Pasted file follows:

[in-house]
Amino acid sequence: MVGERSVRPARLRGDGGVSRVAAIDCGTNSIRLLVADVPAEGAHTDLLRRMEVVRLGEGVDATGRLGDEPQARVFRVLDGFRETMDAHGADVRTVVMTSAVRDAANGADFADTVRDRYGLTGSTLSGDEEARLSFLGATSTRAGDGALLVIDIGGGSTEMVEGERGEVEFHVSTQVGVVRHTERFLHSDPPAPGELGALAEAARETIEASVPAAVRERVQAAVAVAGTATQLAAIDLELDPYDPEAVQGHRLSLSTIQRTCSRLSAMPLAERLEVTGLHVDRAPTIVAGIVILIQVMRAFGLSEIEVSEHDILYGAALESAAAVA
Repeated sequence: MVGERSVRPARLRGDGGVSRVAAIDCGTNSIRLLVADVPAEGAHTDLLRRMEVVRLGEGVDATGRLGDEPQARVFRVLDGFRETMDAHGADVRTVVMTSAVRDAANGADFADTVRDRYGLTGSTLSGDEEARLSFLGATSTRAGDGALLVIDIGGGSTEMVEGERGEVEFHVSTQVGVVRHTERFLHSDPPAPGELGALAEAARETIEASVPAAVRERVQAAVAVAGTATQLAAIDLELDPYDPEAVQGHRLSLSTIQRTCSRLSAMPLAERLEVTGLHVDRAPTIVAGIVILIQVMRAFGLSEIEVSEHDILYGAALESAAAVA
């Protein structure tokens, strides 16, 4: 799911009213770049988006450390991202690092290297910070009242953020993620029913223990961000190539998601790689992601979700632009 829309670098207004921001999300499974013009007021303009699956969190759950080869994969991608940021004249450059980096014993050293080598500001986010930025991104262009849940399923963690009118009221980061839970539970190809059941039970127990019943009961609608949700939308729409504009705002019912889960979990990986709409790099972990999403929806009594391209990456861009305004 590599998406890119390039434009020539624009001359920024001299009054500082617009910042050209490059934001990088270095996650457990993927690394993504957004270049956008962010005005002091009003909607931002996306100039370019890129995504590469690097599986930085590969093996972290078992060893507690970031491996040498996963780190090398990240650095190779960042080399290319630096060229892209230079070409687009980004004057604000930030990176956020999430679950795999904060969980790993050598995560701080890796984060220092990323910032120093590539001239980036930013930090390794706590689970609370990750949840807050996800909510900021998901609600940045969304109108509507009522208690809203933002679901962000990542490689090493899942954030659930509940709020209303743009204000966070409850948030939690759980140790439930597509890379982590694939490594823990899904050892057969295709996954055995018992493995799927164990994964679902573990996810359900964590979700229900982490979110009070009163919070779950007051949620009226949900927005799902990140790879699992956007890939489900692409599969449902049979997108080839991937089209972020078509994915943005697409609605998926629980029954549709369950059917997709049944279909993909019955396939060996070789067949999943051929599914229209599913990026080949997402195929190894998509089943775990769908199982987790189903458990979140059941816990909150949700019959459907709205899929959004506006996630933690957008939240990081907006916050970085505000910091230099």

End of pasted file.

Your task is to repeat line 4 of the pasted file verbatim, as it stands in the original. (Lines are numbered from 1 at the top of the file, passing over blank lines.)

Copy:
């Protein structure tokens, strides 16, 4: 799911009213770049988006450390991202690092290297910070009242953020993620029913223990961000190539998601790689992601979700632009 829309670098207004921001999300499974013009007021303009699956969190759950080869994969991608940021004249450059980096014993050293080598500001986010930025991104262009849940399923963690009118009221980061839970539970190809059941039970127990019943009961609608949700939308729409504009705002019912889960979990990986709409790099972990999403929806009594391209990456861009305004 590599998406890119390039434009020539624009001359920024001299009054500082617009910042050209490059934001990088270095996650457990993927690394993504957004270049956008962010005005002091009003909607931002996306100039370019890129995504590469690097599986930085590969093996972290078992060893507690970031491996040498996963780190090398990240650095190779960042080399290319630096060229892209230079070409687009980004004057604000930030990176956020999430679950795999904060969980790993050598995560701080890796984060220092990323910032120093590539001239980036930013930090390794706590689970609370990750949840807050996800909510900021998901609600940045969304109108509507009522208690809203933002679901962000990542490689090493899942954030659930509940709020209303743009204000966070409850948030939690759980140790439930597509890379982590694939490594823990899904050892057969295709996954055995018992493995799927164990994964679902573990996810359900964590979700229900982490979110009070009163919070779950007051949620009226949900927005799902990140790879699992956007890939489900692409599969449902049979997108080839991937089209972020078509994915943005697409609605998926629980029954549709369950059917997709049944279909993909019955396939060996070789067949999943051929599914229209599913990026080949997402195929190894998509089943775990769908199982987790189903458990979140059941816990909150949700019959459907709205899929959004506006996630933690957008939240990081907006916050970085505000910091230099």